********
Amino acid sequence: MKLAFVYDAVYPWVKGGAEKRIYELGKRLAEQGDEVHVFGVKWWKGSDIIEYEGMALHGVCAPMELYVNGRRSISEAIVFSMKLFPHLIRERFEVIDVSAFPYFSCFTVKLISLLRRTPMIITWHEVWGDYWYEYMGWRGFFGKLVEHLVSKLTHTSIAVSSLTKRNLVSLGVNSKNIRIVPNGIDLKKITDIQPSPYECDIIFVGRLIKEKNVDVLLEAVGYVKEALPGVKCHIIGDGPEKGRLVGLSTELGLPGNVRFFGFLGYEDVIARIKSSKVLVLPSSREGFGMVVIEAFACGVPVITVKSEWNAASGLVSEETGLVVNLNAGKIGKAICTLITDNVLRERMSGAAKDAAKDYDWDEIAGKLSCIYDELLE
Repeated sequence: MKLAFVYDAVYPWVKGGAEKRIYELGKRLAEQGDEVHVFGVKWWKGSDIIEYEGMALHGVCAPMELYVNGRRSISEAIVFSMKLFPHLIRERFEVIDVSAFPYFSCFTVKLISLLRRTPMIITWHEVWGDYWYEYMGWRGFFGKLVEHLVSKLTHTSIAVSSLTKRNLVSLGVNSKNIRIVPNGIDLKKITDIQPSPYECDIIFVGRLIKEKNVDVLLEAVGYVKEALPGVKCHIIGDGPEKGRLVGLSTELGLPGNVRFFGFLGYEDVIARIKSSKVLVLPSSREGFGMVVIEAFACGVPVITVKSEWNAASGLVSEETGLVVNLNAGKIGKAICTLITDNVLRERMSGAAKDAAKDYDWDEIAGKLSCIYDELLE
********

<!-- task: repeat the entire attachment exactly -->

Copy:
Amino acid sequence: MKLAFVYDAVYPWVKGGAEKRIYELGKRLAEQGDEVHVFGVKWWKGSDIIEYEGMALHGVCAPMELYVNGRRSISEAIVFSMKLFPHLIRERFEVIDVSAFPYFSCFTVKLISLLRRTPMIITWHEVWGDYWYEYMGWRGFFGKLVEHLVSKLTHTSIAVSSLTKRNLVSLGVNSKNIRIVPNGIDLKKITDIQPSPYECDIIFVGRLIKEKNVDVLLEAVGYVKEALPGVKCHIIGDGPEKGRLVGLSTELGLPGNVRFFGFLGYEDVIARIKSSKVLVLPSSREGFGMVVIEAFACGVPVITVKSEWNAASGLVSEETGLVVNLNAGKIGKAICTLITDNVLRERMSGAAKDAAKDYDWDEIAGKLSCIYDELLE
Repeated sequence: MKLAFVYDAVYPWVKGGAEKRIYELGKRLAEQGDEVHVFGVKWWKGSDIIEYEGMALHGVCAPMELYVNGRRSISEAIVFSMKLFPHLIRERFEVIDVSAFPYFSCFTVKLISLLRRTPMIITWHEVWGDYWYEYMGWRGFFGKLVEHLVSKLTHTSIAVSSLTKRNLVSLGVNSKNIRIVPNGIDLKKITDIQPSPYECDIIFVGRLIKEKNVDVLLEAVGYVKEALPGVKCHIIGDGPEKGRLVGLSTELGLPGNVRFFGFLGYEDVIARIKSSKVLVLPSSREGFGMVVIEAFACGVPVITVKSEWNAASGLVSEETGLVVNLNAGKIGKAICTLITDNVLRERMSGAAKDAAKDYDWDEIAGKLSCIYDELLE